UK economic growth is likely to remain tepid next year, the Confederation of British Industry warned on Monday, as higher interest rates continue to hit home.
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Publishing its latest economic forecast, the CBI said GDP was likely to grow by 0.8% next year, only a marginal improvement on this year's 0.6% uptick. Growth is then forecast to pick up to 1.6% in 2025.
In June, the CBI forecast the UK economy would grow by 0.4% this year but by 1.8% in 2024.
The CBI said consumer spending would remain weak well into 2024 growing by just 0.4%, unchanged on 2023 as higher interest rates curtail spending.
The Bank of England has now raised rates 14 times since December 2021, to 5.25%, as it looks to tackle surging inflation.
Louise Hellem, chief economist, said: "Amid the sheer degree of headwinds that the economy has faced over the last couple if year, businesses and households have shown remarkable resilience.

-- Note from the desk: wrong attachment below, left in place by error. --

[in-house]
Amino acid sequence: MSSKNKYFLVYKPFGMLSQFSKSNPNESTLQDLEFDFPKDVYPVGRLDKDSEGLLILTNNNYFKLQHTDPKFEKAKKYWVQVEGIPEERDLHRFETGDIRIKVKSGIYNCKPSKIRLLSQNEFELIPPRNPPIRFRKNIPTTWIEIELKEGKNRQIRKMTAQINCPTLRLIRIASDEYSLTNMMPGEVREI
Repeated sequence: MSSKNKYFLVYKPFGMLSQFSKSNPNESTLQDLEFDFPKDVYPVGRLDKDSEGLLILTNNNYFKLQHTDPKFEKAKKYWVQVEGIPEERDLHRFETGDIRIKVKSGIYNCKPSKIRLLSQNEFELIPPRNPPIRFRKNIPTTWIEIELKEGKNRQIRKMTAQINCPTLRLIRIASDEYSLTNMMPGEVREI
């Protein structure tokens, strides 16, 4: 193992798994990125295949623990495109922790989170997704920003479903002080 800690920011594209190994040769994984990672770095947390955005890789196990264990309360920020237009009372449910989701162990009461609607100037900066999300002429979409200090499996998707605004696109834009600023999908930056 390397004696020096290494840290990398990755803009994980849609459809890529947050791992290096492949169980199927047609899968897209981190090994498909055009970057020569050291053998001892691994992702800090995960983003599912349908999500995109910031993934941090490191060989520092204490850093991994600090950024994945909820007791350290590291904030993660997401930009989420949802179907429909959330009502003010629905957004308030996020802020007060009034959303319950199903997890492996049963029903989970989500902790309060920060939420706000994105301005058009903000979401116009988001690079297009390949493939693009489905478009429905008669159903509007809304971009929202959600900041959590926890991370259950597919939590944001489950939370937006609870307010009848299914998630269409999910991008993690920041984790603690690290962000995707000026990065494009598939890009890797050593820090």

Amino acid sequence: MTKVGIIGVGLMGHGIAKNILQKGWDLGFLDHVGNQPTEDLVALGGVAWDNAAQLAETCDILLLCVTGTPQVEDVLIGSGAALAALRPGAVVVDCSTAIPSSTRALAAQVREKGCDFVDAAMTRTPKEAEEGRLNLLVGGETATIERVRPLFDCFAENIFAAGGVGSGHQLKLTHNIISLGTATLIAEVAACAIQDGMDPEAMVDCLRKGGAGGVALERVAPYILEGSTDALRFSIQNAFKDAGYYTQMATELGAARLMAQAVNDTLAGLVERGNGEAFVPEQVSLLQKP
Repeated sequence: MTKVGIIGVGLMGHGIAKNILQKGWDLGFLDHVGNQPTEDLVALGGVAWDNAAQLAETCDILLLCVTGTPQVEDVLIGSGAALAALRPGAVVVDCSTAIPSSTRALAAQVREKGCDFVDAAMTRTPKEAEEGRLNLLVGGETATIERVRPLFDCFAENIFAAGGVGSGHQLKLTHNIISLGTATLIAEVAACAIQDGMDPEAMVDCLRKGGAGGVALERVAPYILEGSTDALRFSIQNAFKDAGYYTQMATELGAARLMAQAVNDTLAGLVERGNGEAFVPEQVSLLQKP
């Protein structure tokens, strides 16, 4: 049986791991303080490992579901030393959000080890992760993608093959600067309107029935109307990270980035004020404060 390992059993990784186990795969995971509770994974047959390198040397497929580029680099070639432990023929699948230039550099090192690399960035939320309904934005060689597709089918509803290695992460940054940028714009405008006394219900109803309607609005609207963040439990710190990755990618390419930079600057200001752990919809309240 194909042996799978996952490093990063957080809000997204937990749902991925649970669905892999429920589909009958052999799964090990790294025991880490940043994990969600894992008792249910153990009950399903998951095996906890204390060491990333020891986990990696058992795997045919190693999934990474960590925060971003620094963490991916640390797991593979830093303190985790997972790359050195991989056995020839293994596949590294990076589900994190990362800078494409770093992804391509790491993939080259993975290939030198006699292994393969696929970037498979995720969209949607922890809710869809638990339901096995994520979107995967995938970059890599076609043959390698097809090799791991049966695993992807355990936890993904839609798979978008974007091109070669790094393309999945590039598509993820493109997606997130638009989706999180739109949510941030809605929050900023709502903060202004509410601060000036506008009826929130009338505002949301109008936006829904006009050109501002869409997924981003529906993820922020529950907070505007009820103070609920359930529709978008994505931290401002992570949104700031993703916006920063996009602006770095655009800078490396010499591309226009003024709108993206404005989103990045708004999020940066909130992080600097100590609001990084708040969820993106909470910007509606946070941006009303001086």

"But that is by no means job done. Businesses are gearing up for another tough year ahead."
Alpesh Paleja, the organisation's lead economist, added: "Stagnation is nothing to write home about. While we expect growth to pick up eventually, it remains below the norm seen in the years prior to the pandemic.
"Risks to the outlook are also numerous. At home, the spectre of high inflation could linger for longer, and sluggish demand could mean that investment plans remain on hold.
"While we expect global growth to hold up, prospects in the Eurozone our biggest trading partner are notably weak." ■
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